What do students really want to get out of college? It has been a subject of countless books and movies, but it would depict a romantic look at the student culture (or teacher-student relationship). In other words, no one really knows the students' thoughts (or feelings for that matter). And then the shocking truth came out. (It actually came out in 2006.)
Cathy Small published "My Freshman Year: What a Professor Learned by Becoming a Student" in 2006, which revealed the main reason on why students wanted to go to college. They needed friends, and the coursework was a small price to pay for it. Small used her sabbatical year to enroll as an undergraduate student at the very same university where she had been teaching for some time. She made friends, even asked them to record their daily routine in their diaries. She used the pseudonym Rebekah Nathan because she wanted to protect the students' identities, but it hardly made any difference at all.
Small's book confirmed what many adults have thought of teenagers: They would want to have fun; they must have (new) friends (to share those memories), and it might turn out to be their defining moment during their time in the university. Some may have frowned at the author's observation, but she disclosed a startling observation. It was natural for students to form groups, but it wasn't diverse as she was hoping for. These events took place before Barack Obama took office, yet the scenario didn't change much. There would be an upside, as most students realized that college would be a great leveler. Whether they earned their Ivy League education or have been middling in public schools for years, all students found out (too early) that college would be an eye opener. They share the same struggles during the first month. (Coping without Mom and Dad, using a washing machine, finding lecture halls.) It turned out not to be too difficult to socialize with different kinds of people.
Small's book would show five factors that students need to assess themselves. It should tell them the real score. Let's do an exercise: You're an English major student who found out (during Freshman Week) that essay assignments would be a top priority. If you're really learning from the coursework, then you must have made progress in reading comprehension, paper writing, and critical thinking, You should also be aware of your study habits and multitasking skills.
What Does College Really Teach You?
You want to party with your friends, but you must read a book. Your new friends might feel sorry for you, while some will show their complete ignorance about your studies (and make fun of your tidy room). You'll feel sorry for yourself, but you would learn a valuable lesson at this early stage of your studies. Skim reading long books could backfire on you, yet writing footnotes would be a time-consuming activity. You've been told about going three nights without sleep, and you would be hoping that it won't happen very soon. You'll do it by your lonesome, which can unsettle you sooner than you think. This is the set up that will enable you to study better. In your case, you would be able to read closely. If you really feel the blues, then you can email your old buddy or call your parents.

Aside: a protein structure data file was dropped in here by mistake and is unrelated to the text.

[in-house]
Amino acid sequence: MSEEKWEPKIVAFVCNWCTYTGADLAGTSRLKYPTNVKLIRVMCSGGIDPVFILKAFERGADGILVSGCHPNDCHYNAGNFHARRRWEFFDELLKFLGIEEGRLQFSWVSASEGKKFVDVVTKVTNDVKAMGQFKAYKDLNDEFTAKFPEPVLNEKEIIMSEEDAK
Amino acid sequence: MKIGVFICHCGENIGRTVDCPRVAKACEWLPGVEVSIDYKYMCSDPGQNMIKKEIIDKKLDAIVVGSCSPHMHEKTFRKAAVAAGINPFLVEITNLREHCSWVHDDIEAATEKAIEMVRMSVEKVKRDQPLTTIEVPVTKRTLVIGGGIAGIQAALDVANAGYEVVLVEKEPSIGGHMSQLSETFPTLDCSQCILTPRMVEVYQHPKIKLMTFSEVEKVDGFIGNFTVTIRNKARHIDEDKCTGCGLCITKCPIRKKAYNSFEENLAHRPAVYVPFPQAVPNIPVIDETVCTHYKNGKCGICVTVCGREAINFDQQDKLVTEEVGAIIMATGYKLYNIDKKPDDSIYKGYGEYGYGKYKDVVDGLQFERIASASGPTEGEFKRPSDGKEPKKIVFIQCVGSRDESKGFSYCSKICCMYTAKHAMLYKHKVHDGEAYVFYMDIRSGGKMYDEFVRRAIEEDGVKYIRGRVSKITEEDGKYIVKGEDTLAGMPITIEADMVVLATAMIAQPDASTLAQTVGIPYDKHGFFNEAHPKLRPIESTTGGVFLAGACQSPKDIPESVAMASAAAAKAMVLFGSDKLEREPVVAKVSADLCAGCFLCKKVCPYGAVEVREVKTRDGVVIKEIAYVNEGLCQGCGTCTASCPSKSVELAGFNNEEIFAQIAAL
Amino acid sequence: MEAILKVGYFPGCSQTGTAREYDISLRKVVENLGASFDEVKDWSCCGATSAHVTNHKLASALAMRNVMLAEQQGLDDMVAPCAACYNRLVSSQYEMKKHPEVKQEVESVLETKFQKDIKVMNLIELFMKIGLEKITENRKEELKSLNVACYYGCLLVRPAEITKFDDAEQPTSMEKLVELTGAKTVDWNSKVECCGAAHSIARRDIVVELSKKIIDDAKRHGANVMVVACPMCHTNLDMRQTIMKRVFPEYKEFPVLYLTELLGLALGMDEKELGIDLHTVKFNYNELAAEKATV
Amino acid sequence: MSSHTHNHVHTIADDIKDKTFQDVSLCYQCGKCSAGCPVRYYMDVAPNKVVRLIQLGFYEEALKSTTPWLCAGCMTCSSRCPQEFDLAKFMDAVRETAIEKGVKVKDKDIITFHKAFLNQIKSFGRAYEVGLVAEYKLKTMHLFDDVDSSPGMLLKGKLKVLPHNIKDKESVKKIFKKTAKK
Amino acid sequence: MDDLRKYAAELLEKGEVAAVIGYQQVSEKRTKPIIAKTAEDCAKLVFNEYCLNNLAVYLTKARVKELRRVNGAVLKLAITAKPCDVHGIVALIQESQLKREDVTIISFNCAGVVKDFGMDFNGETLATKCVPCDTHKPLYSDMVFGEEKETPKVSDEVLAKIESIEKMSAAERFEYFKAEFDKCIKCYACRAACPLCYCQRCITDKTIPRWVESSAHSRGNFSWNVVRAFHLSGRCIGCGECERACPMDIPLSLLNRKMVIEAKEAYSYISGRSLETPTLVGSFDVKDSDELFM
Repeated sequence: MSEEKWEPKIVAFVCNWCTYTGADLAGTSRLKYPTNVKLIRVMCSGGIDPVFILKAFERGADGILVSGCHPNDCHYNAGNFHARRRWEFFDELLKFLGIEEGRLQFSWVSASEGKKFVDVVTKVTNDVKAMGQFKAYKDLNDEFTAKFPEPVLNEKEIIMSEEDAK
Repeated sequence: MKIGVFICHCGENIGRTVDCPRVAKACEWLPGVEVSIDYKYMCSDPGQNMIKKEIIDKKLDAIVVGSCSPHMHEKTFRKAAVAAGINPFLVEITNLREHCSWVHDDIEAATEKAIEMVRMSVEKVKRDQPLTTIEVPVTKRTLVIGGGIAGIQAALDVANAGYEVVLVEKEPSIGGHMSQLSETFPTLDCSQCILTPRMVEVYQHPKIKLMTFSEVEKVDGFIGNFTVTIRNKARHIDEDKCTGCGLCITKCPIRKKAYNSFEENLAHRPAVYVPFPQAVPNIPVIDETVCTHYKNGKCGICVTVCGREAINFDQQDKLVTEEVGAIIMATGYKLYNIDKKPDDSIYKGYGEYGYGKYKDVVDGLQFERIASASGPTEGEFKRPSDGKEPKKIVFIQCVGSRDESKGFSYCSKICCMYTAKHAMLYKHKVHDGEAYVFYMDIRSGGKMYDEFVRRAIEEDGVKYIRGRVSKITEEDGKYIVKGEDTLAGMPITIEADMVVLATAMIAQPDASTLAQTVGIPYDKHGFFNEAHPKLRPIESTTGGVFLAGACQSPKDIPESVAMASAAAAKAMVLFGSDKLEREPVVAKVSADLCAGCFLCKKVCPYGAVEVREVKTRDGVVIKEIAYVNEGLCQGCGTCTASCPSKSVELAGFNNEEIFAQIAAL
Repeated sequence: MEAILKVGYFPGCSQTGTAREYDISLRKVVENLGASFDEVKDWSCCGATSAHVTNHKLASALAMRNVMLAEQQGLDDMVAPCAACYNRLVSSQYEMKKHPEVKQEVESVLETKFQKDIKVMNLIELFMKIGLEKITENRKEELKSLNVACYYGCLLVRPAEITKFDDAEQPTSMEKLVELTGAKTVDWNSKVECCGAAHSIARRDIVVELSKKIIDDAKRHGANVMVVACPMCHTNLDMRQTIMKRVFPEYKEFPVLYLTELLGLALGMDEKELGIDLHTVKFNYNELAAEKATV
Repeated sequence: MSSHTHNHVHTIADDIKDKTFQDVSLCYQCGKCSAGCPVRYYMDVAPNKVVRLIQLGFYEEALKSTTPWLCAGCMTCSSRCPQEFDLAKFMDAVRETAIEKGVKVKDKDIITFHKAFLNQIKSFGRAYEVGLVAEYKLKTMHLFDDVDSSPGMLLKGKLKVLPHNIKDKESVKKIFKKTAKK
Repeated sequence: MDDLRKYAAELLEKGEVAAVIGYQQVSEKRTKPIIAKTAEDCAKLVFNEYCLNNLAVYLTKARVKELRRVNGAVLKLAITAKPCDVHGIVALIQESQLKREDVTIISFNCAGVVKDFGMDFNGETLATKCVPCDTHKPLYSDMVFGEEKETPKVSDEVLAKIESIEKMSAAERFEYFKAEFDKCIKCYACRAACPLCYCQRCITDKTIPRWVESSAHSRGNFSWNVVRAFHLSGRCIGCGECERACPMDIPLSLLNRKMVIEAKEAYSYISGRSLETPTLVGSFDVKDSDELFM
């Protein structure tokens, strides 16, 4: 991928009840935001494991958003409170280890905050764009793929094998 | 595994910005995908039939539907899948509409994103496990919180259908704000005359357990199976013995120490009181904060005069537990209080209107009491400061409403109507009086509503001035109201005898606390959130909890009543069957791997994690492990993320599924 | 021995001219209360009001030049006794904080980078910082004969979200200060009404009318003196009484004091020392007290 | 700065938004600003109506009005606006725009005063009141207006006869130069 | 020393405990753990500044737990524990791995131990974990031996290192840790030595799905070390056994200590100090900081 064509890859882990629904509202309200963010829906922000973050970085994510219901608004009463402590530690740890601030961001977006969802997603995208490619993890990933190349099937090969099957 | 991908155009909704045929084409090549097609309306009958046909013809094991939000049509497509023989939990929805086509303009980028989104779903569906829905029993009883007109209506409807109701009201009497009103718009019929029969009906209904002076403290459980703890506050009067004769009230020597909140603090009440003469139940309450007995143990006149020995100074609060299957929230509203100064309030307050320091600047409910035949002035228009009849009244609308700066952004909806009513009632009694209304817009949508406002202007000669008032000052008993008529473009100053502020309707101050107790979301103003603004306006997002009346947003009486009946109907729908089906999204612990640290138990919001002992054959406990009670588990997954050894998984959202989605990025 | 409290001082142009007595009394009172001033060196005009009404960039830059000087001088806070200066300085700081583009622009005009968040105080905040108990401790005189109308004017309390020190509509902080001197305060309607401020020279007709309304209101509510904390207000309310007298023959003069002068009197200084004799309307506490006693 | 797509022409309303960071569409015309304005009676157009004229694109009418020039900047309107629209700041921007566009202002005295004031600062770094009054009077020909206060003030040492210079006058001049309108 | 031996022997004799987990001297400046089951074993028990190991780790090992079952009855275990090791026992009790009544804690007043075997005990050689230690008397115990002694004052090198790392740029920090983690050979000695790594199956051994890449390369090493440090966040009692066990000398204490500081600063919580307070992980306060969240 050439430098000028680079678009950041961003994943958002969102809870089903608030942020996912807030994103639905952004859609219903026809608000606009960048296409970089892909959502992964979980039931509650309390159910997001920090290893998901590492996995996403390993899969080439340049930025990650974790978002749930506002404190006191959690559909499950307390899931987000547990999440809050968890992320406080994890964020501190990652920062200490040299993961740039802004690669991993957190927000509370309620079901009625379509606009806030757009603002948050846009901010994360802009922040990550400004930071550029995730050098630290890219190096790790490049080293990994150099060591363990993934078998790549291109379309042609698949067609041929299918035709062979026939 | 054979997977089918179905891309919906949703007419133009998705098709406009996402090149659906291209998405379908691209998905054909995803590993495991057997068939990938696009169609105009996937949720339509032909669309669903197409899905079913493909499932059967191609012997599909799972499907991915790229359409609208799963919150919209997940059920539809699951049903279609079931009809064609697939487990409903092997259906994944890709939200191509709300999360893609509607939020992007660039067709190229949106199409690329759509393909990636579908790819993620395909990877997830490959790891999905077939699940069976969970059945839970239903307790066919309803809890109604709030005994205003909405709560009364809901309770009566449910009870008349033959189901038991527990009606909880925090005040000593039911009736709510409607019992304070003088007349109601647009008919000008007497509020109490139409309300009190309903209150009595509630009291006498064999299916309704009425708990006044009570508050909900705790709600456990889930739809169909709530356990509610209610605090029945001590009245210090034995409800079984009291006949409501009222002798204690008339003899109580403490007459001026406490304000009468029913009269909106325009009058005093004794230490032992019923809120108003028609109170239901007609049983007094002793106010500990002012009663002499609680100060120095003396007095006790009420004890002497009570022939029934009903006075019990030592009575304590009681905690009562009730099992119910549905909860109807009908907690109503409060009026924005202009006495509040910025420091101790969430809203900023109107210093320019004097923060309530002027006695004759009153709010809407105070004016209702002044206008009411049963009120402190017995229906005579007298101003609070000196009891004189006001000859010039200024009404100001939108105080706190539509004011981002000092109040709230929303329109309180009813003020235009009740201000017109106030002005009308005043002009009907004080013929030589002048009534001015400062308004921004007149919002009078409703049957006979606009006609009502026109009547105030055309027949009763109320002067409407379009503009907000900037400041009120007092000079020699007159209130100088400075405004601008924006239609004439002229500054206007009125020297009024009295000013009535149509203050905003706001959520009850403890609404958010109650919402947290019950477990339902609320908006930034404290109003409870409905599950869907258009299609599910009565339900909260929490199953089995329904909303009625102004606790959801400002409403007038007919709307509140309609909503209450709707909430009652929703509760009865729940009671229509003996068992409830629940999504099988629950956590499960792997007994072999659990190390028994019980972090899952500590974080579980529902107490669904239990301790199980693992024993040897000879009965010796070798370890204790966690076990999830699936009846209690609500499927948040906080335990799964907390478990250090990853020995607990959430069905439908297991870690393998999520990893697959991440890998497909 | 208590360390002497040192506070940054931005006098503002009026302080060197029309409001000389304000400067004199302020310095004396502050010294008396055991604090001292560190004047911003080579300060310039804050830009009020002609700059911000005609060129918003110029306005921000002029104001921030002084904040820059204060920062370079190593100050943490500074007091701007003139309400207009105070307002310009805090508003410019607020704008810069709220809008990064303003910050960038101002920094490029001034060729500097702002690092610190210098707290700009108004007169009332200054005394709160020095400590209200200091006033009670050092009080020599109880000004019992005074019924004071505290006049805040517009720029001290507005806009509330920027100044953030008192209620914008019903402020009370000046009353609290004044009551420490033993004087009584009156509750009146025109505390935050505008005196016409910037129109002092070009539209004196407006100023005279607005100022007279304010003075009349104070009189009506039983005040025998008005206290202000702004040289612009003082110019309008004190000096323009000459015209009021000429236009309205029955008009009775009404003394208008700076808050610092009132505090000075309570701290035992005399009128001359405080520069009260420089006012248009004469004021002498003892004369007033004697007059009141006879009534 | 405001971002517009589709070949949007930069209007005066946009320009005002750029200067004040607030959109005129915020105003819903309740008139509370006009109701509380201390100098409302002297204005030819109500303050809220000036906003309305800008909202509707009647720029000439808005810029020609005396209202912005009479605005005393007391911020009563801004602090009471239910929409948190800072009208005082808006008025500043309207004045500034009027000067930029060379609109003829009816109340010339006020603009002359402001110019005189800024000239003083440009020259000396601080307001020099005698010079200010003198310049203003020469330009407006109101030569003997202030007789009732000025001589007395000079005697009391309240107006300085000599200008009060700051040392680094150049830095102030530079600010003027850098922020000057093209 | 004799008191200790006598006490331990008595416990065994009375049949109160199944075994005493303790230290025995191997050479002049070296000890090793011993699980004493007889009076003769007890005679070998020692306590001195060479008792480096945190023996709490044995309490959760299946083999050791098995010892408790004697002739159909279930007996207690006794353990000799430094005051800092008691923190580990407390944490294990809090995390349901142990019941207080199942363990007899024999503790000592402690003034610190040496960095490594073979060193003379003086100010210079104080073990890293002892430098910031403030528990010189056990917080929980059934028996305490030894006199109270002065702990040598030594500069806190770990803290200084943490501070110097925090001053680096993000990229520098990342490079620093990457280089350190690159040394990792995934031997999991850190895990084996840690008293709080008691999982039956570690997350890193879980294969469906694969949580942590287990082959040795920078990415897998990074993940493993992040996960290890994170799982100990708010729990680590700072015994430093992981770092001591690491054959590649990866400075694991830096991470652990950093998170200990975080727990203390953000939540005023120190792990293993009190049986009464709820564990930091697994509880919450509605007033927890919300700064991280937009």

How you wish that you won't be writing long essays. You should be glad that writing would prompt you to learn other things. You were unaware of the library's existence until you were required to look for other titles (in the college library). You even learned a few things on setting up the Internet. Studying independently would be better than an all-night group session (with your coursemates). And you haven't reached the best part. (Finding your own writing style. Making a habit of finishing your assignment ahead of the deadline. Learning how to write a conclusion paragraph for an essay.)
Are you getting your money's worth? Small's book would suggest that most colleges have relied on research a bit too much, which could have stunted the student's learning curve. Luckily, you need to answer a questionnaire. You need to evaluate your course, even the available resources (in the university), and your professor (who is responsible for the course outline). This should be the right time to tell your thoughts, which could improve the coursework. But don't get too personal about it.
How are you managing your coursework? There are five telling signs, which will sum up your answers. You're turning on lectures on time. You don't rely on Wikipedia (for information that will support your arguments in your essays). You're not taking Reading Week for granted. You are using those group sessions (with your coursemates) wisely. You are expanding your vocabulary. Your professor should have noticed your scholarly approach to a written text.
Your DIY skills must be above average. There's more to life than your studies, and it has to do with errands. Doing food shopping week after week. Setting up a TV. Making scrambled eggs. Knowing when (and where) to do power naps. Learning to be considerate to your housemates. There's more to the list, but you don't have to enumerate it all. You're confident about accomplishing the tasks.
Learning Doesn't End in College
If you're a good student, then you should figure out that you must learn new skills that can help you find a job right after graduation. You can be the smart one, where you'll look for opportunities for an internship. Summer is not over, so you can look for a temporary job. And you must be ready to socialize in big groups. (You can't be all by yourself in an office environment.)
Small's book concludes with a ray of hope, noting that there are some students who were willing to work hard (in their studies). You should know where you are standing at this point.